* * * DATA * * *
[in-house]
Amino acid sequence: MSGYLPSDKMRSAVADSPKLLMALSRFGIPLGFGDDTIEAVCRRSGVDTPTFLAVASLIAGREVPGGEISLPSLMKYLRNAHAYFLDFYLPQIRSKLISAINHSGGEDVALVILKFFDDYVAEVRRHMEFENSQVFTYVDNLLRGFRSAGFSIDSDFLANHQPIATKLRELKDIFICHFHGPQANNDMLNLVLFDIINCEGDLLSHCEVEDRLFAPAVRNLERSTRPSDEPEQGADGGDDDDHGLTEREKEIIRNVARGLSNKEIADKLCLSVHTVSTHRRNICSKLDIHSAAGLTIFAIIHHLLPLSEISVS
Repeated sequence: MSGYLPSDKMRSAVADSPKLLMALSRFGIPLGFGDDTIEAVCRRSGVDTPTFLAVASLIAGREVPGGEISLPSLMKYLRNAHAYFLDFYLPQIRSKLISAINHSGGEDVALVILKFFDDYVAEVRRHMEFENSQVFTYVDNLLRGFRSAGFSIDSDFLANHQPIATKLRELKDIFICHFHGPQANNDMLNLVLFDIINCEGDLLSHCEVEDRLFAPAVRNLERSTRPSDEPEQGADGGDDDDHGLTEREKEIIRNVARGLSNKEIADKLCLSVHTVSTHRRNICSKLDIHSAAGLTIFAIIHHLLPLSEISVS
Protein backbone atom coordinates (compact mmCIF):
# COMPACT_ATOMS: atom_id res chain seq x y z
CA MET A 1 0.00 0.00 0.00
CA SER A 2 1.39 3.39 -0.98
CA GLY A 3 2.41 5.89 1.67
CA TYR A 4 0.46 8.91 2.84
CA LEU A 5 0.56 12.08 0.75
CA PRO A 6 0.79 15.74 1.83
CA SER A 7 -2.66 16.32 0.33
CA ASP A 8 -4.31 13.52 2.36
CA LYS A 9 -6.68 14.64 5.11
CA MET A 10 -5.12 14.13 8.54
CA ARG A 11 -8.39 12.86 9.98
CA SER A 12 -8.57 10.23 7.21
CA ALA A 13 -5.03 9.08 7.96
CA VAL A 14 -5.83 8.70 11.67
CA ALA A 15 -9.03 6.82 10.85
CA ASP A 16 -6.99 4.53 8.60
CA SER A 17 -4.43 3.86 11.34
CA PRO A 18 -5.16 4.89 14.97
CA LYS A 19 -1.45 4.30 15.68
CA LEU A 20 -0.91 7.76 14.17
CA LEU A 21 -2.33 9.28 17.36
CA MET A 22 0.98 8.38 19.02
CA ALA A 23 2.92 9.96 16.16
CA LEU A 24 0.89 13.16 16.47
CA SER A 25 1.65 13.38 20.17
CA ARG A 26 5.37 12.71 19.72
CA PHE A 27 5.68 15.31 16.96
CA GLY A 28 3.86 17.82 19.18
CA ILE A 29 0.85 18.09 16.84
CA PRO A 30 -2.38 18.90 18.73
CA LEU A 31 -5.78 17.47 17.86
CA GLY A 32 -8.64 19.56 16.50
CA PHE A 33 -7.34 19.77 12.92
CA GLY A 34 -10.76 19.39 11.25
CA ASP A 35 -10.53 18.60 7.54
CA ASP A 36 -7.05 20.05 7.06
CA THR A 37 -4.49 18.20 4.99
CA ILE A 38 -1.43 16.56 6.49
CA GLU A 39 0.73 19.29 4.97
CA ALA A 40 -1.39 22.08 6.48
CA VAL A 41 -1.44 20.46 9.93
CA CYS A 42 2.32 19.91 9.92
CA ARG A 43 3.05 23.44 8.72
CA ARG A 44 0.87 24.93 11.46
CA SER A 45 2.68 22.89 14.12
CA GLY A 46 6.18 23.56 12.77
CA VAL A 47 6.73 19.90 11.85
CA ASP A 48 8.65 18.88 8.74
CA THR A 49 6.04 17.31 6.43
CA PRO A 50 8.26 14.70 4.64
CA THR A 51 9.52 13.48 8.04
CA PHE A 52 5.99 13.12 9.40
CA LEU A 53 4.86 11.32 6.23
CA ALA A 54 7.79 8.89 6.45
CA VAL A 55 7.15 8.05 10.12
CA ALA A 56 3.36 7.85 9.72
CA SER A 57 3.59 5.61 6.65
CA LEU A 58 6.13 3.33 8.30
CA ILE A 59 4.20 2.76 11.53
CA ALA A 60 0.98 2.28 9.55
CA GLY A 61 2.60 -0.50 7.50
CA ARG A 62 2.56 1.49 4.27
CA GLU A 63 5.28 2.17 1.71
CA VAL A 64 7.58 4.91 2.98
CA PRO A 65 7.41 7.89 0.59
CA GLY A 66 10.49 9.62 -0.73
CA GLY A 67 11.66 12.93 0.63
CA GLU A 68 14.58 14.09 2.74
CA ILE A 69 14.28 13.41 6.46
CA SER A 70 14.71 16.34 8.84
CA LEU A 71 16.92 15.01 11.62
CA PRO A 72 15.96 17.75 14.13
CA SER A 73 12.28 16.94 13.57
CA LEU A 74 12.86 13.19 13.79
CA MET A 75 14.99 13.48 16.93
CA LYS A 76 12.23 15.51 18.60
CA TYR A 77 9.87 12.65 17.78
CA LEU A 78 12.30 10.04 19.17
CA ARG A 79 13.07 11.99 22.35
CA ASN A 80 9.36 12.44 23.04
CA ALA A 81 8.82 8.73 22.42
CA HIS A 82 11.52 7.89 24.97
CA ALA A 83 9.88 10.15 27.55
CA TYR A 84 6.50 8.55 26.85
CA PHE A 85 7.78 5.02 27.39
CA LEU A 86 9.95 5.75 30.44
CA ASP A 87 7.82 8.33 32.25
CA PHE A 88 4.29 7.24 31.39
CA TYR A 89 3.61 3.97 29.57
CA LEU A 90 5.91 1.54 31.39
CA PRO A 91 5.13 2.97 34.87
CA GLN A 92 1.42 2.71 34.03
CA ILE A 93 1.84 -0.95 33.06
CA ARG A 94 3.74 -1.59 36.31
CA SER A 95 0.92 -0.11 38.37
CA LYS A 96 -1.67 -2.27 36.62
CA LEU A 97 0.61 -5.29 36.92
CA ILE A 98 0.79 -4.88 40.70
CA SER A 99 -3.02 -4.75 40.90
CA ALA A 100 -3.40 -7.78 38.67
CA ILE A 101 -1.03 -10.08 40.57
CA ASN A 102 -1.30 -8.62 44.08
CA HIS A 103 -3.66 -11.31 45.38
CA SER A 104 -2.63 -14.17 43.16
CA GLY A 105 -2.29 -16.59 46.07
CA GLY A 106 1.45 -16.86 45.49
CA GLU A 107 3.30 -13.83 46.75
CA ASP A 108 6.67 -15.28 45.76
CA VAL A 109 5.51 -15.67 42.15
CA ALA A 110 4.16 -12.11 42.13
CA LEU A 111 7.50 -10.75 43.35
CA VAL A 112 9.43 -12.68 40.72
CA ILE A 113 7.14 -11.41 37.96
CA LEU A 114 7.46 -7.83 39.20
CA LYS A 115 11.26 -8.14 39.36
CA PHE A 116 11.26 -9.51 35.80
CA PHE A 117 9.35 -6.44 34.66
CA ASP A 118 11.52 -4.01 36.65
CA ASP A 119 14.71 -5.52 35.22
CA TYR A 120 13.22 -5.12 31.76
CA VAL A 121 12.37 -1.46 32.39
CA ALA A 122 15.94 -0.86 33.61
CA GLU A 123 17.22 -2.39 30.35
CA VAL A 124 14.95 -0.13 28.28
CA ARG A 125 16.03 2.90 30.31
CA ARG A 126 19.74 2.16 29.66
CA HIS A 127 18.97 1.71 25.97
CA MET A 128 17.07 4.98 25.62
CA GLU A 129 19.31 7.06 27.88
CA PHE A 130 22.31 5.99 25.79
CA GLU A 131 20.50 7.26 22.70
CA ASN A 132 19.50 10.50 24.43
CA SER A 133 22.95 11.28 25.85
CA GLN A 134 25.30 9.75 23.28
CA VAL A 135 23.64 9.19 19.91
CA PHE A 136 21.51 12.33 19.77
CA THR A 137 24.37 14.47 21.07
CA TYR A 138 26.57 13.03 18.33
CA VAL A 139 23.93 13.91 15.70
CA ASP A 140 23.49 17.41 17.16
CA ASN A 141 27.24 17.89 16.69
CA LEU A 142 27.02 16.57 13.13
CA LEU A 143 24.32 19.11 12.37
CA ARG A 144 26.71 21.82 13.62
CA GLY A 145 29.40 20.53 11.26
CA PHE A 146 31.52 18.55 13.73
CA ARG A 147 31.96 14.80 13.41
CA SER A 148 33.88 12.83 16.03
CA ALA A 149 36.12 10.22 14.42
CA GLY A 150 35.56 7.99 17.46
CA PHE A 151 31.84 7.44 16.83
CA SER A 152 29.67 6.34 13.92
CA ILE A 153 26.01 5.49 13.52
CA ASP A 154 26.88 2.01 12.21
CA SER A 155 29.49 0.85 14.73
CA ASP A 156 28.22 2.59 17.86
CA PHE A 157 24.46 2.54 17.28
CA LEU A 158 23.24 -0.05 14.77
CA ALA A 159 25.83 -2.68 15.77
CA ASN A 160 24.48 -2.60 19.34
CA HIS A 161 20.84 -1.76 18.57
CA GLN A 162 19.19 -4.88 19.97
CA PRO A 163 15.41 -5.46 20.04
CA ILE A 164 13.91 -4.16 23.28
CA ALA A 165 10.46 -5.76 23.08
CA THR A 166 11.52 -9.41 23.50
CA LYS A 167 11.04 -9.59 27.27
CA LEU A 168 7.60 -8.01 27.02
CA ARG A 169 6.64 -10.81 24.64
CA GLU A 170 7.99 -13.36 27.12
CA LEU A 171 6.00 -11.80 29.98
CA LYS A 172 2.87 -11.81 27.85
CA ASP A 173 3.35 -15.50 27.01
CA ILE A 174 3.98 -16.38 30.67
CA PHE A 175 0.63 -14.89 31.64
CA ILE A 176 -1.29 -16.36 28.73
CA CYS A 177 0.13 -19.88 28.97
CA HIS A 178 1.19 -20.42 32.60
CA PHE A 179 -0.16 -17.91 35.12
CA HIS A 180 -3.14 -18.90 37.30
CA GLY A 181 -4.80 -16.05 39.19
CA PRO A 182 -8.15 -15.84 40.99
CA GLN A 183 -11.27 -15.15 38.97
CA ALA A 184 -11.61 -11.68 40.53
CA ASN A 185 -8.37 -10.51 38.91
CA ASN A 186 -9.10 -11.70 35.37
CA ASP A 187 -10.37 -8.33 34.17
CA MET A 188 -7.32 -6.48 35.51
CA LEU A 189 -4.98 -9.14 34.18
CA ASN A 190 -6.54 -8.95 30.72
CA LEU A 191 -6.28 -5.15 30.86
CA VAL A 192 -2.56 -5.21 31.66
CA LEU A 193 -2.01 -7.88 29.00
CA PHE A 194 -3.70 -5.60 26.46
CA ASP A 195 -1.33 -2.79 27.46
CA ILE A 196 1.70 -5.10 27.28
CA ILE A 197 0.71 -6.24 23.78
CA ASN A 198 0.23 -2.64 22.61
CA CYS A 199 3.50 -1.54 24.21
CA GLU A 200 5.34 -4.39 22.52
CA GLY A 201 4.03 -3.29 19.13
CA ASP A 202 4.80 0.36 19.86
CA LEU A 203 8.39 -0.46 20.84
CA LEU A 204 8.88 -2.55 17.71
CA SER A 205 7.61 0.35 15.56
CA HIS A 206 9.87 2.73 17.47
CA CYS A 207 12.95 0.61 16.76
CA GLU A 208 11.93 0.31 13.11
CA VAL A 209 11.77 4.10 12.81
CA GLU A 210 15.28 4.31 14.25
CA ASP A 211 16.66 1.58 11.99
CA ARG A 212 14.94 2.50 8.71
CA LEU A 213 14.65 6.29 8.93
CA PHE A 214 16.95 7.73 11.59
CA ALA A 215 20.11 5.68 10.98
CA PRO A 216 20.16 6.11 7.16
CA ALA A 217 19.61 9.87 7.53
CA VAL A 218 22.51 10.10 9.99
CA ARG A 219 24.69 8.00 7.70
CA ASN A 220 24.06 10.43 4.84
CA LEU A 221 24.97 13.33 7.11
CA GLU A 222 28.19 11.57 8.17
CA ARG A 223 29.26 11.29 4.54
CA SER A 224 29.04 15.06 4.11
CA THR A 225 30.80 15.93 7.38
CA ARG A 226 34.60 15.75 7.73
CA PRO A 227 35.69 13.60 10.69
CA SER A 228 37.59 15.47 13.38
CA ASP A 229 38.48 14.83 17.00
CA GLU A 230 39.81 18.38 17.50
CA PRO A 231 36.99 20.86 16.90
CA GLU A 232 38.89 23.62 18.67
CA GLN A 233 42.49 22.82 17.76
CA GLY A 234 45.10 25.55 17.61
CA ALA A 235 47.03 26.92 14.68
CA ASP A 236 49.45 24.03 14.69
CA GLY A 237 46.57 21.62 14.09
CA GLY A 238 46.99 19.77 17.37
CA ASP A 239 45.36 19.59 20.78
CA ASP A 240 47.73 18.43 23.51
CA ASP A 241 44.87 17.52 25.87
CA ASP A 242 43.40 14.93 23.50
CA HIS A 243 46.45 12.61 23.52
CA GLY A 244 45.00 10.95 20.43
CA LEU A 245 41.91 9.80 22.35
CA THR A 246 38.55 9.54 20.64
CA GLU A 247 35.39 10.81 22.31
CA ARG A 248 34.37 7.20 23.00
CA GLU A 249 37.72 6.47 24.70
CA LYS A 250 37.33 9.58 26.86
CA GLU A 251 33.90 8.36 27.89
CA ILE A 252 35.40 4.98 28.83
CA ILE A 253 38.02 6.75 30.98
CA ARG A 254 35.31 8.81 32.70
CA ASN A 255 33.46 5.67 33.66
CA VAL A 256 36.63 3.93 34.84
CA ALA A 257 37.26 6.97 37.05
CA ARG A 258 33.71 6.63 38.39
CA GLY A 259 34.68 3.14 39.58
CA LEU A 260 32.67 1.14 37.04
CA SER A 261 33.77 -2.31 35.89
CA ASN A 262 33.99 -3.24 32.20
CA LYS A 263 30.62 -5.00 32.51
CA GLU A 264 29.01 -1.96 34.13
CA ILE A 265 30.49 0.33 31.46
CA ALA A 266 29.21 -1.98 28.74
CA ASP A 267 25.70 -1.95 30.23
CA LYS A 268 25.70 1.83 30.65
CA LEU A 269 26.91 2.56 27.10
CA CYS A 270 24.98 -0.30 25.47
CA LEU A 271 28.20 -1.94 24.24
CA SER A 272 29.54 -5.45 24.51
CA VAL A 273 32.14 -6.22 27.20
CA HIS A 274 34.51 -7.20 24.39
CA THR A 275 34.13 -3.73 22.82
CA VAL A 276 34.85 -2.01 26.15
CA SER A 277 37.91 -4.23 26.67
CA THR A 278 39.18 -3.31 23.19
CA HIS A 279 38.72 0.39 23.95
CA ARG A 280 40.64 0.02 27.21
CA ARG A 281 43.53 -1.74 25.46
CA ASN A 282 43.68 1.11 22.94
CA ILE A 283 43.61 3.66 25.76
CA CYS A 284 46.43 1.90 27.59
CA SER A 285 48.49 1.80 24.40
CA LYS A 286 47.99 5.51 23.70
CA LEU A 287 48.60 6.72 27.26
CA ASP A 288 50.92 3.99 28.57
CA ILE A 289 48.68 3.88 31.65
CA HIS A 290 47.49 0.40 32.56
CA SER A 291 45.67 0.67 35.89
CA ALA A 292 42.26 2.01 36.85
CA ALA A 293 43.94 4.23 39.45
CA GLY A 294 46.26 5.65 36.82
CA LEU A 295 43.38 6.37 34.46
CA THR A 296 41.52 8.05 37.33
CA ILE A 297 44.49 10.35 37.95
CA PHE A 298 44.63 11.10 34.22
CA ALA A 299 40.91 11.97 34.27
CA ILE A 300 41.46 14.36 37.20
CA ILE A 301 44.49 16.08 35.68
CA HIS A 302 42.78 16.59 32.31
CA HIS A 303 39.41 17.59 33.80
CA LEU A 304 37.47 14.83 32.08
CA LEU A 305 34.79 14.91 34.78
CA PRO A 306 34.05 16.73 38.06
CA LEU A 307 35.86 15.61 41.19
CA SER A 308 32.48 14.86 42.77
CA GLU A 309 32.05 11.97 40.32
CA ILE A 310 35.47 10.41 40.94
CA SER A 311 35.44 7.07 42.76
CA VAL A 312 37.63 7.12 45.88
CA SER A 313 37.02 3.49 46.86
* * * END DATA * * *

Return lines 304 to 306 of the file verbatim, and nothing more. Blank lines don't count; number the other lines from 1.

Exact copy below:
CA ALA A 299 40.91 11.97 34.27
CA ILE A 300 41.46 14.36 37.20
CA ILE A 301 44.49 16.08 35.68